Tuesday, June 08, 2021

Esque

 We can distinguish two different kinds of aesthetic concepts. Some are what we might call 'natural aesthetic concepts'; examples would be beauty, sublimity, harmonious, well-designed, and so forth. Others, while not precisely artificial, include within themselves the selection of a particular human art, especially a fine art, or skill or style, despite not being directed to that art itself. I sometimes call these esque concepts.

The esque concept for which we have the most developed theories is the picturesque. The picturesque has by its nature a reference to painting, but it is not a concept that is restricted to painting; rather, it is applied to other things using painting as a reference point. The picturesque in nature, for instance, is that which would make a good subject of a painting, having a composition, coloring, or striking quality that would go well within a frame, or that would at least suggests something in a painting. We can, of course, extend this by analogy to other visual arts, like photography. Another esque concept in this family is that of the cinematic, applied to things other than just movie scenes themselves, which takes cinematography as its reference point.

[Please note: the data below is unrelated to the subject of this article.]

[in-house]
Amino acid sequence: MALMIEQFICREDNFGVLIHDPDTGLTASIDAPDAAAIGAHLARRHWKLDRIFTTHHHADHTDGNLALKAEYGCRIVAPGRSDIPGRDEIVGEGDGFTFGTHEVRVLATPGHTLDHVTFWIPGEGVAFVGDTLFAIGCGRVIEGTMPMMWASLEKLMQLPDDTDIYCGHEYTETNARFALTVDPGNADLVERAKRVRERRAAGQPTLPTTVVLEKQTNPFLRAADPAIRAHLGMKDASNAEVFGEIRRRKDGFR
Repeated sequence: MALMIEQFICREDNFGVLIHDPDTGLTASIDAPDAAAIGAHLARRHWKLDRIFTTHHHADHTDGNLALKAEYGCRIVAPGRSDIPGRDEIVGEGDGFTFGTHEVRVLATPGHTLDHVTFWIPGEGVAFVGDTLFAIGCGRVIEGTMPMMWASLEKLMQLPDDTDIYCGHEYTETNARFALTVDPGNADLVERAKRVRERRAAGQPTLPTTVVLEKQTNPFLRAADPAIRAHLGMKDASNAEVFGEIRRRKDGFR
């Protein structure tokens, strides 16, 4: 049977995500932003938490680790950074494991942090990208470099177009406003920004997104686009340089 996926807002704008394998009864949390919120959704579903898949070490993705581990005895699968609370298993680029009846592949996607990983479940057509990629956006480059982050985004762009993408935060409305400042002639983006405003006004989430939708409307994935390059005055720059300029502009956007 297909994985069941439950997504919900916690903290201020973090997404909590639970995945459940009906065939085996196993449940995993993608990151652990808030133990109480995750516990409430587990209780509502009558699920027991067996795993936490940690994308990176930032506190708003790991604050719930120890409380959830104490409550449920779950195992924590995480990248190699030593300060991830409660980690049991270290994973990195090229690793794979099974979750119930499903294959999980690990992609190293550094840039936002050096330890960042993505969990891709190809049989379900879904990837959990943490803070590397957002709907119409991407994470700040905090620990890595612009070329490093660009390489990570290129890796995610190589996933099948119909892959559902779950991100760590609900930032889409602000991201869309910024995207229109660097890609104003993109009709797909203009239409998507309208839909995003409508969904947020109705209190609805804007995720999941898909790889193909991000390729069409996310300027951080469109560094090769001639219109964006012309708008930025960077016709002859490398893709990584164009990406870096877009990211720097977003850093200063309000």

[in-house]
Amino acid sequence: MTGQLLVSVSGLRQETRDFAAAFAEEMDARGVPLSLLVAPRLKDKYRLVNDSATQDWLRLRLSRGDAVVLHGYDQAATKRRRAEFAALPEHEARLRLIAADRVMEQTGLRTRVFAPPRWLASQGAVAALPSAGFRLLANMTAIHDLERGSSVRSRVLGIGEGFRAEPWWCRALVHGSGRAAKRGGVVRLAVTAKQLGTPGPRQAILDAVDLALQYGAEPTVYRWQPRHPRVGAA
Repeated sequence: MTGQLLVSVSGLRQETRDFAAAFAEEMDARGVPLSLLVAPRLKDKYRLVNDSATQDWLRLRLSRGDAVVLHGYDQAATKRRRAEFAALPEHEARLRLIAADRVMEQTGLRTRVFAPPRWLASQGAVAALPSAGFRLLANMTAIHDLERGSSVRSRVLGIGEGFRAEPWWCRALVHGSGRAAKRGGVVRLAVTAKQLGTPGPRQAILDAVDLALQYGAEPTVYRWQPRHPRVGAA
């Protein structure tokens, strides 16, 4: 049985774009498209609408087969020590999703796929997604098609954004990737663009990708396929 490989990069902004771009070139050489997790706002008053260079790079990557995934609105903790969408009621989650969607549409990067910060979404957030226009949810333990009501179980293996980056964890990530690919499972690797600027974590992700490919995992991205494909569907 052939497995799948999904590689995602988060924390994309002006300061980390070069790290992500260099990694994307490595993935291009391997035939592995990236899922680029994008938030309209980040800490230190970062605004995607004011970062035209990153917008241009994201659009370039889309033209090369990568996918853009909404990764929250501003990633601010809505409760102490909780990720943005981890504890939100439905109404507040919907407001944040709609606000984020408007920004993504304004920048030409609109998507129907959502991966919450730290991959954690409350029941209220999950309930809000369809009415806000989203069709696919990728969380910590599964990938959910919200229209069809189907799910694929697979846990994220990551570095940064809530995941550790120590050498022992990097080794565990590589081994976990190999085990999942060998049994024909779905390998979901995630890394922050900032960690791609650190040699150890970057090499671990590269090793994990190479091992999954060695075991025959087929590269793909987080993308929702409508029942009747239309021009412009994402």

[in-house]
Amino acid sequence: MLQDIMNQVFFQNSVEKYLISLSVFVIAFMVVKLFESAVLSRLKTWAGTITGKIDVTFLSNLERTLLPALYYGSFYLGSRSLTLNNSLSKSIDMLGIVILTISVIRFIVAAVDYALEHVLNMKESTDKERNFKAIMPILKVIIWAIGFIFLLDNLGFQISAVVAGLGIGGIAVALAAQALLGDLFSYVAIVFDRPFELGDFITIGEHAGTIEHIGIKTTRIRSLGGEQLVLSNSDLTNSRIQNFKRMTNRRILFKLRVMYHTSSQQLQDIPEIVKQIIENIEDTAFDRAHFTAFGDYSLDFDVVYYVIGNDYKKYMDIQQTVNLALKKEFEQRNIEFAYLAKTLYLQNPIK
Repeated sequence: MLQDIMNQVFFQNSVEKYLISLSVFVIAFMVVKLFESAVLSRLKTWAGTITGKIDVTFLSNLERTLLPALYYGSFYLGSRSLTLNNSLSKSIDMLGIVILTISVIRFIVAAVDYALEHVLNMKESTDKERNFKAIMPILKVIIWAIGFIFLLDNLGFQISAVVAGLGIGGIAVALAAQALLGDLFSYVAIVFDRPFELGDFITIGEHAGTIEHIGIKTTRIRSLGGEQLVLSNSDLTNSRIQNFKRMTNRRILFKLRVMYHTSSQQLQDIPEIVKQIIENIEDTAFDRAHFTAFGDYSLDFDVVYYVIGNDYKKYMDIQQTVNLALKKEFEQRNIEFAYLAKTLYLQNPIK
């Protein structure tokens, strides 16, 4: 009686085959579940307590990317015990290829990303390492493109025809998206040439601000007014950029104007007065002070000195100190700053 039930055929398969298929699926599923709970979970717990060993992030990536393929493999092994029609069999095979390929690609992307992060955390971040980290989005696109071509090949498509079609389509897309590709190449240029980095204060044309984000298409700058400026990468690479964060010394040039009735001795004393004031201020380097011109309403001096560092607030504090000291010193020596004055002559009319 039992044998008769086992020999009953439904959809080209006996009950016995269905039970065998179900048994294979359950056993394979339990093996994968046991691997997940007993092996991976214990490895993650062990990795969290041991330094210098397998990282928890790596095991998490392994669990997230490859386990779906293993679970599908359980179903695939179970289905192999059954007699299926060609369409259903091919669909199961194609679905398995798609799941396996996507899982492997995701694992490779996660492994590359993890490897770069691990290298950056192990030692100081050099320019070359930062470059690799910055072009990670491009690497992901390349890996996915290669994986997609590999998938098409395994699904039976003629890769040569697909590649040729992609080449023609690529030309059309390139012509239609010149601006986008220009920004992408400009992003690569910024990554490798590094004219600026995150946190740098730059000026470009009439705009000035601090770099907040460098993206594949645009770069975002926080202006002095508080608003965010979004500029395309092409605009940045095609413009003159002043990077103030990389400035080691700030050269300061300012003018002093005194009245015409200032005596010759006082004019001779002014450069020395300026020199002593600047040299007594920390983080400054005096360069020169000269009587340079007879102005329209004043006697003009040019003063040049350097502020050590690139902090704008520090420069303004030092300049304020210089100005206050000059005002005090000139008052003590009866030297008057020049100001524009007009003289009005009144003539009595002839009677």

But you can have esque concepts for any kind of art. One that is well-known is the epic, where this refers not to epics themselves but things that would make good material for the epic; lesser known but still important is the novelesque. But there are others for which we have no handy name; we might say that the birds have a symphony-like sound, or that a happening is vignette-esque, or the like.

Esque concepts fundamentally arise because by appreciating the production and product of the arts, especially the fine arts, we learn to see the whole world in a new way, insofar as it is suitable or unsuitable to provide material for them; we also learn to recognize ways in which the world by nature achieves what we achieve by artistic design. To invent an art is to invent a new way to see the world.

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